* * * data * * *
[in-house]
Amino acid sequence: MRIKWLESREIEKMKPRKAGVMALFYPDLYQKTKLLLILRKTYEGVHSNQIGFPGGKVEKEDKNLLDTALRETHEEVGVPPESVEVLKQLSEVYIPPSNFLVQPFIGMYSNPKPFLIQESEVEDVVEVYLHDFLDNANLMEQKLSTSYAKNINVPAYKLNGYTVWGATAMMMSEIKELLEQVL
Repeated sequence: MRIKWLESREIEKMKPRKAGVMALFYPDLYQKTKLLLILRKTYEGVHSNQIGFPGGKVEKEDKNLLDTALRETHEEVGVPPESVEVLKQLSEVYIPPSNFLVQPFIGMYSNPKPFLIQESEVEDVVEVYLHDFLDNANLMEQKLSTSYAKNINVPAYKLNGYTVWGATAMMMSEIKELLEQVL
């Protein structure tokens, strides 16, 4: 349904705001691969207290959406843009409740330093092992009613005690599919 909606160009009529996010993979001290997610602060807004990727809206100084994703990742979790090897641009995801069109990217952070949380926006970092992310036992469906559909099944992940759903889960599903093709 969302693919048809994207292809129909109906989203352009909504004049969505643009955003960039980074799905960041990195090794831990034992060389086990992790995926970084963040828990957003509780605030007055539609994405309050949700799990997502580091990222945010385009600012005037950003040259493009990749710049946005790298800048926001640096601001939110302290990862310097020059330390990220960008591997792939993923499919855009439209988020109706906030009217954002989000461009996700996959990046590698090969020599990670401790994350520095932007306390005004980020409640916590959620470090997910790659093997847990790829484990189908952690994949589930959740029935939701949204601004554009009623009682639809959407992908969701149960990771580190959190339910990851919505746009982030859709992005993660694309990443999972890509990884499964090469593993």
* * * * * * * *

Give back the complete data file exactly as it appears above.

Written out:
[in-house]
Amino acid sequence: MRIKWLESREIEKMKPRKAGVMALFYPDLYQKTKLLLILRKTYEGVHSNQIGFPGGKVEKEDKNLLDTALRETHEEVGVPPESVEVLKQLSEVYIPPSNFLVQPFIGMYSNPKPFLIQESEVEDVVEVYLHDFLDNANLMEQKLSTSYAKNINVPAYKLNGYTVWGATAMMMSEIKELLEQVL
Repeated sequence: MRIKWLESREIEKMKPRKAGVMALFYPDLYQKTKLLLILRKTYEGVHSNQIGFPGGKVEKEDKNLLDTALRETHEEVGVPPESVEVLKQLSEVYIPPSNFLVQPFIGMYSNPKPFLIQESEVEDVVEVYLHDFLDNANLMEQKLSTSYAKNINVPAYKLNGYTVWGATAMMMSEIKELLEQVL
């Protein structure tokens, strides 16, 4: 349904705001691969207290959406843009409740330093092992009613005690599919 909606160009009529996010993979001290997610602060807004990727809206100084994703990742979790090897641009995801069109990217952070949380926006970092992310036992469906559909099944992940759903889960599903093709 969302693919048809994207292809129909109906989203352009909504004049969505643009955003960039980074799905960041990195090794831990034992060389086990992790995926970084963040828990957003509780605030007055539609994405309050949700799990997502580091990222945010385009600012005037950003040259493009990749710049946005790298800048926001640096601001939110302290990862310097020059330390990220960008591997792939993923499919855009439209988020109706906030009217954002989000461009996700996959990046590698090969020599990670401790994350520095932007306390005004980020409640916590959620470090997910790659093997847990790829484990189908952690994949589930959740029935939701949204601004554009009623009682639809959407992908969701149960990771580190959190339910990851919505746009982030859709992005993660694309990443999972890509990884499964090469593993």